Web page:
• Last modified 267 days ago (Aug. 31, 2023)


EMS chief may lose license

Staff writer

Marion County ambulance director Curt Hasart remains under investigation by the state. Investigators weren’t able to present their evidence to the Kansas Board of Emergency Medical Services in August.

But Joe House, director of the state Board of EMS, said the matter would come before the state board during its October meeting. Newly obtained evidence is expected to be presented at that time.

Hasart is under investigation because he denied having any pending criminal cases when he applied for his Kansas paramedic license. He received a temporary Kansas license Dec. 9, 2011.

According to South Dakota court records, Hasart was charged Aug. 16, 2011, in South Dakota on a July 25, 2011, domestic assault.

He also was charged Sept. 6, 2011, with obstructing a law enforcement officer by using or threatening violence Aug. 22, 2011, and with resisting arrest by intentionally attempting to prevent an officer by using means that created a substantial risk of injury to the officer.

The probable cause affidavit for this arrest shows that the judge had to get courtroom security for a temporary protection order hearing involving Hasart.

When Hasart, outside the courtroom, was told it was time for court, he yelled, “I will f***ing kill her if I go in there.”

He walked away and ignored an order to stop. Two deputies put him to the ground, but Hasart continued to resist while they handcuffed him, and was arrested.

While the cases were pending, his bond was modified so he could go to job interviews in Oklahoma and Wellington.

Hasart made a plea agreement Jan. 12, 2012, to obstruction of justice and was sentenced Jan. 18, 2012, to pay $420 and serve 15 days in jail.

He entered a diversion agreement in the domestic assault case and charges were dismissed Jan. 12, 2012. Charges were re-filed July 3, 2012, and dismissed again March 1, 2013.

When the Record contacted Hasart in July about his arrests, he denied that he had been arrested twice.

After Hasart started working at Wellington, he also was charged with battery and disorderly conduct there. In that case, he entered a diversion agreement.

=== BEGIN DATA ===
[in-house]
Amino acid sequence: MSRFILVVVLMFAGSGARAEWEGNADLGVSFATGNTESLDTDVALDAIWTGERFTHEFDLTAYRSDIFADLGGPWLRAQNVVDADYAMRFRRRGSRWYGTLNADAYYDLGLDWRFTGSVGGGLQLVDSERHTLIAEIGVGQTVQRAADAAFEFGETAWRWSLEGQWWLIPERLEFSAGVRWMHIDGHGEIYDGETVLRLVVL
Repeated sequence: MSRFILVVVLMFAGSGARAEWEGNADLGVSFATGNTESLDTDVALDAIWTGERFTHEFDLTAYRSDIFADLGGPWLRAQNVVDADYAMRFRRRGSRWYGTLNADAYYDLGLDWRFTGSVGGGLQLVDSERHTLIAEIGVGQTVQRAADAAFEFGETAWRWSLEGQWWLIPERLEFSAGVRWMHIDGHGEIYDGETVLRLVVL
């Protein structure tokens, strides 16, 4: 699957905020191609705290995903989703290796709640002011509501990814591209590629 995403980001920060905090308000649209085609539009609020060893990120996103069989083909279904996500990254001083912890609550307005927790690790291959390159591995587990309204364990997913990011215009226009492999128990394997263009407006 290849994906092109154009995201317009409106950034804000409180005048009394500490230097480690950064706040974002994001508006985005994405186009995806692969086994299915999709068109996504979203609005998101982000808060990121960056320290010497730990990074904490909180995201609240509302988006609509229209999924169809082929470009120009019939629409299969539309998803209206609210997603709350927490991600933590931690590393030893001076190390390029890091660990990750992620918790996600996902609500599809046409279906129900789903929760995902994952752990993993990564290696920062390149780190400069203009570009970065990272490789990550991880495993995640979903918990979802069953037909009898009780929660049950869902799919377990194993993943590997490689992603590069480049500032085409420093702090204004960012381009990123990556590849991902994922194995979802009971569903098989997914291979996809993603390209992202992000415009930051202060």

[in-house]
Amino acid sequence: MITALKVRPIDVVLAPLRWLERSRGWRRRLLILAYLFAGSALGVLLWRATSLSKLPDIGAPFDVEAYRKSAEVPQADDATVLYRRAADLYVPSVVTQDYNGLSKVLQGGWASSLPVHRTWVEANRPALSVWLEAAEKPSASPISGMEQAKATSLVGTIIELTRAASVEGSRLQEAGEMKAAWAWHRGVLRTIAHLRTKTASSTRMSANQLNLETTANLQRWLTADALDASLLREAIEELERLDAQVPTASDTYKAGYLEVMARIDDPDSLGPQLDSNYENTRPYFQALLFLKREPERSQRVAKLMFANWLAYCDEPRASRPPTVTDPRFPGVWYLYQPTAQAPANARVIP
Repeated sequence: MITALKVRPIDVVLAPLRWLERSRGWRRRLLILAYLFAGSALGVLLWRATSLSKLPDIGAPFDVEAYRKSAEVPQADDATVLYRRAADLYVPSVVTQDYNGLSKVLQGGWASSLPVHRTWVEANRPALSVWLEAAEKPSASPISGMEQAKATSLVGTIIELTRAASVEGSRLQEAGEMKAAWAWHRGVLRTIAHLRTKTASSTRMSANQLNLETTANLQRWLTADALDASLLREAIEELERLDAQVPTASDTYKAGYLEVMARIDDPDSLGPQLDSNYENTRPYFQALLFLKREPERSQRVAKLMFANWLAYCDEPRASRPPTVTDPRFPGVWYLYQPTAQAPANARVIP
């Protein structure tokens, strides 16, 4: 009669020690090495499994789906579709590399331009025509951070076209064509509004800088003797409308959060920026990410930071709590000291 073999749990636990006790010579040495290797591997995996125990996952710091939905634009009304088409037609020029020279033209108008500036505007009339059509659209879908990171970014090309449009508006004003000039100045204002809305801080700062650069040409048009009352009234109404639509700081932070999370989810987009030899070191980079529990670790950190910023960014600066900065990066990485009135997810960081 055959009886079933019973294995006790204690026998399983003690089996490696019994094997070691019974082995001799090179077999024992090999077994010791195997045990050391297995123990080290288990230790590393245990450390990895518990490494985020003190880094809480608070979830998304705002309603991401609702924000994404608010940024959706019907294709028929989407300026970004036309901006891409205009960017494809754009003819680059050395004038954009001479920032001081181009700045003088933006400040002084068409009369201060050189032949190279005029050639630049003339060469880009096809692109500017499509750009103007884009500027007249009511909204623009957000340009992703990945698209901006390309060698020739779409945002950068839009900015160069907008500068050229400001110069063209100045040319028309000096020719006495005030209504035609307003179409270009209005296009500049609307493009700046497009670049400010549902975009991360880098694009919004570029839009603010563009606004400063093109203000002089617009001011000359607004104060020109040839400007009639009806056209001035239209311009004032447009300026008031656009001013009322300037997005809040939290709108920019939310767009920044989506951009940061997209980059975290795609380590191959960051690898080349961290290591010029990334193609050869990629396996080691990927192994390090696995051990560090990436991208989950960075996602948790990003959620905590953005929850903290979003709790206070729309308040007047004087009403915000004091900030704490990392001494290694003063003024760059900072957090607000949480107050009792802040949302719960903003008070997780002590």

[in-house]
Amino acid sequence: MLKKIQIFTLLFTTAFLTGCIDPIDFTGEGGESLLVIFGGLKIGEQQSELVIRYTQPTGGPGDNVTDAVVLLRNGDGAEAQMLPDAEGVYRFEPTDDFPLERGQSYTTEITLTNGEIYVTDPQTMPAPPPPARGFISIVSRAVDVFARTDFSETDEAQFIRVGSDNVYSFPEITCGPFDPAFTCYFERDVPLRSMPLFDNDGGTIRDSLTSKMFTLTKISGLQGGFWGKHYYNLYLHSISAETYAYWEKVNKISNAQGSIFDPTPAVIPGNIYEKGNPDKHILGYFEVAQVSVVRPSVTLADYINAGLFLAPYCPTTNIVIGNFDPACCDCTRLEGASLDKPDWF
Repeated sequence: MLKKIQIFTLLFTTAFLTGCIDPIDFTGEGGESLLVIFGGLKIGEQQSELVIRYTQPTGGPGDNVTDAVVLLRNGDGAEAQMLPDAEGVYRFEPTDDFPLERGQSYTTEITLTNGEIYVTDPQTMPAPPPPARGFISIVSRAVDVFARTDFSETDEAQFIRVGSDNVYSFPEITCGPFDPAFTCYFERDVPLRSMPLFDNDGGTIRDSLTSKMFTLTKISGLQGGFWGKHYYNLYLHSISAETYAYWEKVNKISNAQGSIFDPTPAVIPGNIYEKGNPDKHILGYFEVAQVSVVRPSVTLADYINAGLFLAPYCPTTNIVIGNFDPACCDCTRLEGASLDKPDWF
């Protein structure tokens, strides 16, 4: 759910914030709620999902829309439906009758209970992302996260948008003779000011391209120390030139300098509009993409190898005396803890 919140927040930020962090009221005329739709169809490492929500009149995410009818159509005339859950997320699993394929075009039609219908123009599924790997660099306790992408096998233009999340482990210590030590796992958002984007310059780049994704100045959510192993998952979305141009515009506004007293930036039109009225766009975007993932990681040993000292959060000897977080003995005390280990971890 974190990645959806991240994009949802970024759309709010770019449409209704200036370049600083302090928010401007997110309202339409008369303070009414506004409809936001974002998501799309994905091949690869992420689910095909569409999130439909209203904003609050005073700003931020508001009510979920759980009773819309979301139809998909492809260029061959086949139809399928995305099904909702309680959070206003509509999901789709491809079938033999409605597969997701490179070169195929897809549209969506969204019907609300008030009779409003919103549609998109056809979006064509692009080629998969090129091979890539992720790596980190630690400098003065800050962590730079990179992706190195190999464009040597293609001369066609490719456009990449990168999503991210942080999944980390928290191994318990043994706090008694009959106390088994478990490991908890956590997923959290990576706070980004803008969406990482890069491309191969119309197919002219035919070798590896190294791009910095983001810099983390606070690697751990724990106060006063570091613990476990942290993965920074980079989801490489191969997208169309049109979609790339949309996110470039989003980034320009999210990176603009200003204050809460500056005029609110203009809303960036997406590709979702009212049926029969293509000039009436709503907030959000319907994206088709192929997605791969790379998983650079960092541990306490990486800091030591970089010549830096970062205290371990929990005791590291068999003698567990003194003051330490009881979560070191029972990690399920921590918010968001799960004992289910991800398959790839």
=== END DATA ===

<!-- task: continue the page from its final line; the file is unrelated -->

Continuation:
The newspaper was urged to investigate Hasart’s background by senior ambulance employees who requested confidentiality but said there was talk of mass resignations within the department if the situation was not dealt with. Hasart’s license could be revoked in October for lying about having no criminal cases against him.

At the time he applied, the Board of EMS took applicants’ word and did not make criminal background checks.

Board of EMS was in Marion County to conduct an annual inspection Thursday. House said inspectors found serious deficiencies and encountered employees who have anonymously expressed unhappiness with Hasart but were afraid of losing their jobs if they spoke to state inspectors.

County commissioners said last month that no background check was done on Hasart before he was hired.

South Dakota Board of Medical and Osteopathic Examiners records indicate that Hasart entered a consent agreement Oct. 19, 2012, with a reprimand that was reported to national data banks “and all other entities deemed necessary.”

He submitted an application to a different South Dakota board July 15, 2015, seeking renewal of his advanced life support license. He worked for Wellington at that time.

Aware of his arrests, the South Dakota board put Hasart’s application “under investigation for several incidents that could potentially be considered unprofessional or dishonorable conduct.”

The department’s final ruling noted that the board of medical examiners had recommended Hasart be mandated to attend a health professionals assistance program and that on Feb. 3, 2016, Hasart submitted a letter to the medical board surrendering his EMT-Paramedic license effective immediately.

Asked what happened when he was arrested twice in South Dakota, Hasart said, “I will not discuss it.”

Asked what happened that he was charged with battery in Wellington, Hasart said only, “I was not convicted of anything.”

Hasart’s employer at the time, the Wellington fire department, found out about Hasart’s troubles in South Dakota, Wellington fire chief Tim Hoy said.

“One day, he just up and quit,” Hoy said. “He was on fragile ground.”

After leaving Wellington, Hasart went to work for Dickinson County EMS in January 2018 and left employment there in May 2019.

He was rehired in January 2020 and worked there until November 2022, when he came to Marion County.

Last modified Aug. 31, 2023